• Fos-sur-Mer : licence to kill
    France
    Paul Barlet
    LePictorium_0181682.jpg
    View from the road on the Esso refinery where many ditches work.
    It is a real epidemic that falls on Fos-sur-Mer where a recent study, recognized valid by the State, has shown that the rates of cancer, asthma and diabetes are almost twice the national average. At a time when a new study, on May 26, is expected to prove poisoning of Gulf residents to chemical pollutants, the ditches as well as all the Gulf's inhabitants seem to be facing the beginnings of an environmental health scandal.
  • Fos-sur-Mer : licence to kill
    France
    Paul Barlet
    LePictorium_0181683.jpg
    Yolaine Ferrier, anthropologist at the Norbet Ellias center in Marseille, who participated in the pioneering Fos-EPSEAL study, reporting a rate of cancers, diabetes, asthma up to twice as high in the basin as in the rest of France.
    It is a real epidemic that falls on Fos-sur-Mer where a recent study, recognized valid by the State, has shown that the rates of cancer, asthma and diabetes are almost twice the national average. At a time when a new study, on May 26, is expected to prove poisoning of Gulf residents to chemical pollutants, the ditches as well as all the Gulf's inhabitants seem to be facing the beginnings of an environmental health scandal.
  • Fos-sur-Mer : licence to kill
    France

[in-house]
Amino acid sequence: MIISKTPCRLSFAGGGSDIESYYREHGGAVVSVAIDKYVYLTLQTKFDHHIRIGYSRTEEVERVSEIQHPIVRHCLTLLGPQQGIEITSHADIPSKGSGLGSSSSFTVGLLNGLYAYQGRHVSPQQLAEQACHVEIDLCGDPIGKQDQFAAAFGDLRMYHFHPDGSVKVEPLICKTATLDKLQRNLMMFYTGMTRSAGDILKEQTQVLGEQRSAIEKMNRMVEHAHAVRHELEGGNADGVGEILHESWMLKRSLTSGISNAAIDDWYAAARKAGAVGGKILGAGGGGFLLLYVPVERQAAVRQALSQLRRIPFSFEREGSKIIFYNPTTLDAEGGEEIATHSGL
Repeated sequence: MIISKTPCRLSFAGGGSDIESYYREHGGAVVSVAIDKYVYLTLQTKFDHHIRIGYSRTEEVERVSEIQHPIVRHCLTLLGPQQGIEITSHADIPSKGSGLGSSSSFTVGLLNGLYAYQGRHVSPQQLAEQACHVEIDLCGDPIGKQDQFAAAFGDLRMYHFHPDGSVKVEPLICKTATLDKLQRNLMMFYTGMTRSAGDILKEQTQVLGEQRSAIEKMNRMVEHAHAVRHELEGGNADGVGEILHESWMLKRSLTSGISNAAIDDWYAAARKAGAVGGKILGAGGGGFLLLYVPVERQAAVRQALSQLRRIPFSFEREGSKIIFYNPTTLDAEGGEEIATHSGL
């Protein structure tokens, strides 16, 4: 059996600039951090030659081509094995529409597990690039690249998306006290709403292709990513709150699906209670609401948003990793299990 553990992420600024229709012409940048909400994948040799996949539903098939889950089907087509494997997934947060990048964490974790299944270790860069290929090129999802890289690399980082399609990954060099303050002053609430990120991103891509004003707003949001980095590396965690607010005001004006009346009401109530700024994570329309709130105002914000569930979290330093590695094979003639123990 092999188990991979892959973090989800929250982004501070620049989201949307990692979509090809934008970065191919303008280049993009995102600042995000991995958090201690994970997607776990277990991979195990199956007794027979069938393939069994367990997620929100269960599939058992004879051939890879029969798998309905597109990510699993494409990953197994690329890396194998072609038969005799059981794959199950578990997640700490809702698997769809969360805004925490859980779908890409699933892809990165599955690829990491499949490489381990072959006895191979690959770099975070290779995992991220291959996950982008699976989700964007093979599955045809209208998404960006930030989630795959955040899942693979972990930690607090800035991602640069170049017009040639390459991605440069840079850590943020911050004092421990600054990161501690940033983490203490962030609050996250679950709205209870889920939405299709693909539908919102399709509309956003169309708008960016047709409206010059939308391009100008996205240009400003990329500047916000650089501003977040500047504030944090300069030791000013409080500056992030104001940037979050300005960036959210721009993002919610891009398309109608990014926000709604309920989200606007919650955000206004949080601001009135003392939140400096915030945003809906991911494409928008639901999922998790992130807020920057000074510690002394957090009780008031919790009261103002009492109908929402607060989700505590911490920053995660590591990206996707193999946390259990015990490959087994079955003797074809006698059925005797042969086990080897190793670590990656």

Paul Barlet
    LePictorium_0181684.jpg
    View of the Carabins neighborhood in Fos-sur-Mer, whose inhabitants would be the most affected by industrial pollution.
    It is a real epidemic that falls on Fos-sur-Mer where a recent study, recognized valid by the State, has shown that the rates of cancer, asthma and diabetes are almost twice the national average. At a time when a new study, on May 26, is expected to prove poisoning of Gulf residents to chemical pollutants, the ditches as well as all the Gulf's inhabitants seem to be facing the beginnings of an environmental health scandal.
  • Fos-sur-Mer : licence to kill
    France
    Paul Barlet
    LePictorium_0181685.jpg
    View of the Carabins neighborhood in Fos-sur-Mer, whose inhabitants would be the most affected by industrial pollution. Here the street in which many people would have been victims of multiple sclerosis potentially due to pollution.
    It is a real epidemic that falls on Fos-sur-Mer where a recent study, recognized valid by the State, has shown that the rates of cancer, asthma and diabetes are almost twice the national average. At a time when a new study, on May 26, is expected to prove poisoning of Gulf residents to chemical pollutants, the ditches as well as all the Gulf's inhabitants seem to be facing the beginnings of an environmental health scandal.
  • Fos-sur-Mer : licence to kill
    France
    Paul Barlet
    LePictorium_0181686.jpg
    View of the Carabins neighborhood in Fos-sur-Mer, whose inhabitants would be the most affected by industrial pollution.